Date of Award

Spring 1-1-2010

Document Type


Degree Name

Doctor of Philosophy (PhD)


Ecology & Evolutionary Biology

First Advisor

Alexander Cruz

Second Advisor

Sharon Collinge

Third Advisor

Robert Guralnick


Human-generated noise pollution has emerged swiftly on a global scale and it presents an evolutionarily novel condition for species that rely on acoustic communication, especially birds. Noise may mask or interfere with bird communication, limiting bird distributions or resulting in lowered reproductive success. However, studies have not definitively linked bird declines to noise because other mechanisms could explain declines, such as confounding noise exposure with edge habitat, vehicular motion and lights, and mortality from bird-vehicle collisions.

My study design provided a "natural experiment" that eliminated the influence of confounding factors common to noisy habitats and isolated noise as a single experimental variable to determine whether noise negatively influences birds via acoustic masking and to explore the consequences of noise exposure on ecological communities. I found that noise reduces nesting species richness and alters community composition. Species-specific tolerances to noise appear to be explained by vocalization frequency: species that avoid noisy habitat have low frequency vocalizations, and are larger bodied, and those tolerant of noise are smaller and have higher pitched vocalizations that escape acoustic masking by low-frequency noise. Despite this general trend, some, but not all, species adjust vocal signals in response to noise, which may permit them to be heard in noisy habitats. In terms of nesting success, and contrary to expectations, birds nesting in noisy areas benefit from increased reproductive success due to less nest predation. This pattern was observed for real nests and confirmed with artificial nest experiments. Finally, through landscape-level modeling efforts, I demonstrate that noise can be effectively managed to minimize the influence of this novel disturbance on natural communities.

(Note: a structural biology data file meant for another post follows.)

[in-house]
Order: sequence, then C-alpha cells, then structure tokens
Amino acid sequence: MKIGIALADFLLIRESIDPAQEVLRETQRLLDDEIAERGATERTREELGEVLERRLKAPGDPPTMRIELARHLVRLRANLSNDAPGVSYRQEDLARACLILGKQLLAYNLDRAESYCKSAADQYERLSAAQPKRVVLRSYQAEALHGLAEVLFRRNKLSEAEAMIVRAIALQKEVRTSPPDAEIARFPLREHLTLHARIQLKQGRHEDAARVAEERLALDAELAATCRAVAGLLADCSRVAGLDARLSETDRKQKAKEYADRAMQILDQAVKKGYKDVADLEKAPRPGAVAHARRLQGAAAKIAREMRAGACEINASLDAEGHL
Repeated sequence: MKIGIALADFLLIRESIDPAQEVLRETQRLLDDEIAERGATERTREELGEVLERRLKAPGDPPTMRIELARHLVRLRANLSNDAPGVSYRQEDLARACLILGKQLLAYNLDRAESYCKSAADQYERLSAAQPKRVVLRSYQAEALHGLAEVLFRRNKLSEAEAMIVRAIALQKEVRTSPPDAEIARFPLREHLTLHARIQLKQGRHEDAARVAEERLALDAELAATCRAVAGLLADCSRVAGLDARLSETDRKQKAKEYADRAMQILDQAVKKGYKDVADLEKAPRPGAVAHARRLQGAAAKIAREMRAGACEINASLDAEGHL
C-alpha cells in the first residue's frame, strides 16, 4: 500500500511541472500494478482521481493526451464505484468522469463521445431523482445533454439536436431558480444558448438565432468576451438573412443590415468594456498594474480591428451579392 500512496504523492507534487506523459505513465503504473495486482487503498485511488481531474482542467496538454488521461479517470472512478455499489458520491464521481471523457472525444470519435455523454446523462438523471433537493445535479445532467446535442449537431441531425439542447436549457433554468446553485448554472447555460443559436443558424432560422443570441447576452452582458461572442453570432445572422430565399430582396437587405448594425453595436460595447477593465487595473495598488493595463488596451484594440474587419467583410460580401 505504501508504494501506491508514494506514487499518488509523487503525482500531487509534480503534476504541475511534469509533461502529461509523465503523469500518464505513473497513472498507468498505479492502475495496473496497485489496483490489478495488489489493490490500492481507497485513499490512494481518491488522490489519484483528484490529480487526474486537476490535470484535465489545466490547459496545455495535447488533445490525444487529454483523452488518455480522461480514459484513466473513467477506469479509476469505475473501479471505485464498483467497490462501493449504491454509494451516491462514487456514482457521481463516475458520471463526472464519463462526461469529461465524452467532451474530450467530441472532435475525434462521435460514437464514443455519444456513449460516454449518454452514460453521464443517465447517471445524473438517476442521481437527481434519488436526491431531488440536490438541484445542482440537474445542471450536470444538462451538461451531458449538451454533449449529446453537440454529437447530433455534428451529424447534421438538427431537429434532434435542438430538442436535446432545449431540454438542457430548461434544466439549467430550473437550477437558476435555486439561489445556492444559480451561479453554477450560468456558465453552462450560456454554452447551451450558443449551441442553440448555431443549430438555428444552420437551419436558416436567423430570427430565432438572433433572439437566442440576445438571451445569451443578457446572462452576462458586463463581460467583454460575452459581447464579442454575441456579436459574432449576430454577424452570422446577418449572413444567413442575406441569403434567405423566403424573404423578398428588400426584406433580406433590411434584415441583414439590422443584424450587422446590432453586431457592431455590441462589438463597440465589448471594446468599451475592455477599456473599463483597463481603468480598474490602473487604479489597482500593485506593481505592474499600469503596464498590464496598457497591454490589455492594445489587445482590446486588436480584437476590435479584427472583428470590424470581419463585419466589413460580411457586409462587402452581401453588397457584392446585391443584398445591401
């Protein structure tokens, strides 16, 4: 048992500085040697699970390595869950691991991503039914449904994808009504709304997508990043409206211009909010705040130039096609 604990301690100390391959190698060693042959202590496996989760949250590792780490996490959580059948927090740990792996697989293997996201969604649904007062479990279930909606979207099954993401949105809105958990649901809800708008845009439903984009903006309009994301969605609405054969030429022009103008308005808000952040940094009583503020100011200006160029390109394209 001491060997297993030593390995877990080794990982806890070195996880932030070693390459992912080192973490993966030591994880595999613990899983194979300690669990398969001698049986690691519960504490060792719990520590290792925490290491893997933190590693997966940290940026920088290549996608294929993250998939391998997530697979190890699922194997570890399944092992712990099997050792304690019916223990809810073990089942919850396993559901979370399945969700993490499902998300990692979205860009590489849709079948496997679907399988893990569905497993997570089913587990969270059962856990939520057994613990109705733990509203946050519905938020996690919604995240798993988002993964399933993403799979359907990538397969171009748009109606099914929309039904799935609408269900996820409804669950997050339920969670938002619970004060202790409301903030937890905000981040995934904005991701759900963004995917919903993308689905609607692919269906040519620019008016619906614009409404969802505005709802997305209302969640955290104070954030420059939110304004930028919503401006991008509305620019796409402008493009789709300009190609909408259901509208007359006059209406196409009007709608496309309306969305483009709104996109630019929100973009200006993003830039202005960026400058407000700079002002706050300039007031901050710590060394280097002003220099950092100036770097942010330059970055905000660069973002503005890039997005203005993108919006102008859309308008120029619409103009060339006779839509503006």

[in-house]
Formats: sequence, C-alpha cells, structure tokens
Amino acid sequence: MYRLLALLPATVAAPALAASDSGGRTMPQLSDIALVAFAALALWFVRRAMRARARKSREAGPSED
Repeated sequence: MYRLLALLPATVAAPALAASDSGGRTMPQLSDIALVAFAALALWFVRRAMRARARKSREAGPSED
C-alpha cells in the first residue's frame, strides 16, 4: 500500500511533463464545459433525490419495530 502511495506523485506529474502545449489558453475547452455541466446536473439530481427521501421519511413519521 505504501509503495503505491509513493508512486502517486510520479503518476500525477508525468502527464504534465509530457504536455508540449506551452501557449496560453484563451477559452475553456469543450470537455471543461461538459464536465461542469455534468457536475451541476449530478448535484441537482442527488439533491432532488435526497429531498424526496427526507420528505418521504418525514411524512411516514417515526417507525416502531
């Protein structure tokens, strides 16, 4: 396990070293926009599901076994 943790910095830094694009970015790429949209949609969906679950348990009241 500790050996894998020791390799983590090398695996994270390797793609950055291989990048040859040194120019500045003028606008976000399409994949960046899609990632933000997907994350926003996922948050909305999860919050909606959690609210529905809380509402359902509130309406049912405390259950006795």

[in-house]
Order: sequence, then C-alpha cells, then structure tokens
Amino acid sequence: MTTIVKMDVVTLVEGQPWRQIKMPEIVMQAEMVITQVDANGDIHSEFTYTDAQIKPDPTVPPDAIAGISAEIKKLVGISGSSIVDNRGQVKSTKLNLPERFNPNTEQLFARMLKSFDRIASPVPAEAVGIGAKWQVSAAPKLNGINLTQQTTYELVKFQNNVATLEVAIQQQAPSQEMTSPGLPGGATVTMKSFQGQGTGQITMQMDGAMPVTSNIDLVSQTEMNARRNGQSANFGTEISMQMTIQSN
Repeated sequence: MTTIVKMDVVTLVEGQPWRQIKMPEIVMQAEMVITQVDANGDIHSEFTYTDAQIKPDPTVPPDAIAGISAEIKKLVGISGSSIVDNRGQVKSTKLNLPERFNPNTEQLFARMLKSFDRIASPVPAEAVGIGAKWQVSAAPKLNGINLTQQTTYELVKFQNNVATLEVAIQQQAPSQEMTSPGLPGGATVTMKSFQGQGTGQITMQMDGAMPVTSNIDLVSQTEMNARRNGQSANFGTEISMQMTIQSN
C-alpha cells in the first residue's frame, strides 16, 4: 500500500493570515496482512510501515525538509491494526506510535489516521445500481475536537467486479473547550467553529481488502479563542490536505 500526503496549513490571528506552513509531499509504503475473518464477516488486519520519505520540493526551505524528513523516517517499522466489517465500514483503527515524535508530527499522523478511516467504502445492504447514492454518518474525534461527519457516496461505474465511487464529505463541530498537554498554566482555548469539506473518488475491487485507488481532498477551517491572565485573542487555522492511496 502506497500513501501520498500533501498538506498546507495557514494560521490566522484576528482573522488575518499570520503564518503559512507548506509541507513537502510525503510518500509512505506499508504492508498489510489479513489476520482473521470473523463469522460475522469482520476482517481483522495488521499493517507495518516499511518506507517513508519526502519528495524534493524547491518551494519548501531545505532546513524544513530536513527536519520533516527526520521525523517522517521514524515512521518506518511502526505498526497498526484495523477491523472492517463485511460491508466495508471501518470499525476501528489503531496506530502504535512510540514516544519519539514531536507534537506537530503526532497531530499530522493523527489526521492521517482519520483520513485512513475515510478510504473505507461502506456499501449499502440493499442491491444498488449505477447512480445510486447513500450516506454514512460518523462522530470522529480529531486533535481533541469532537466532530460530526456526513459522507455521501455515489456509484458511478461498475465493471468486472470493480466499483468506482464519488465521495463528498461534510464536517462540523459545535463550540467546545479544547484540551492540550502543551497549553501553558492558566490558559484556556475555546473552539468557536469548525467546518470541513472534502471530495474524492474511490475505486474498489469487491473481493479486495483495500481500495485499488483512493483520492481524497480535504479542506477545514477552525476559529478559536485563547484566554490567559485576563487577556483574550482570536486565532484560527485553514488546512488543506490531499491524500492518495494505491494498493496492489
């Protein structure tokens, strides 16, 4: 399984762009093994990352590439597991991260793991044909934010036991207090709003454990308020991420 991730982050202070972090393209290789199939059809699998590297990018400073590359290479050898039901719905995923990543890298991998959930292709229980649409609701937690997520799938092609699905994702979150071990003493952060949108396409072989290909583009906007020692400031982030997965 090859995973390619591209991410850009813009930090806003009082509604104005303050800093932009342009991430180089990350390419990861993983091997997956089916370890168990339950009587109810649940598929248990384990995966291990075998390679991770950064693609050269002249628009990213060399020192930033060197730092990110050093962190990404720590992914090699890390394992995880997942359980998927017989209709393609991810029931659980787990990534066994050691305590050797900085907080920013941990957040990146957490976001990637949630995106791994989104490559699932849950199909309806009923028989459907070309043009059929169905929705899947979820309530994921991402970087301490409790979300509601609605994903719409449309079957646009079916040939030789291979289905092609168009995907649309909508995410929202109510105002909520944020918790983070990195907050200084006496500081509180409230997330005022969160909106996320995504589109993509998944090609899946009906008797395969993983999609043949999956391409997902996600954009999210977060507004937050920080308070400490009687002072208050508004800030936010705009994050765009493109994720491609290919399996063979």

These findings have broad implications for noisy habitats around the world: (i) if higher nest success is widespread in noisy environments, it may help explain the general success of many synanthropic species and the homogenization of urban avian communities, (ii) acoustics can structure avian communities, though nonrandomly, (iii) noise may have unexpected indirect effects on ecological communities due to species-specific responses to noise by species with important ecological roles, but (iv) mitigation efforts can successfully reduce the influence of noise on wildlife.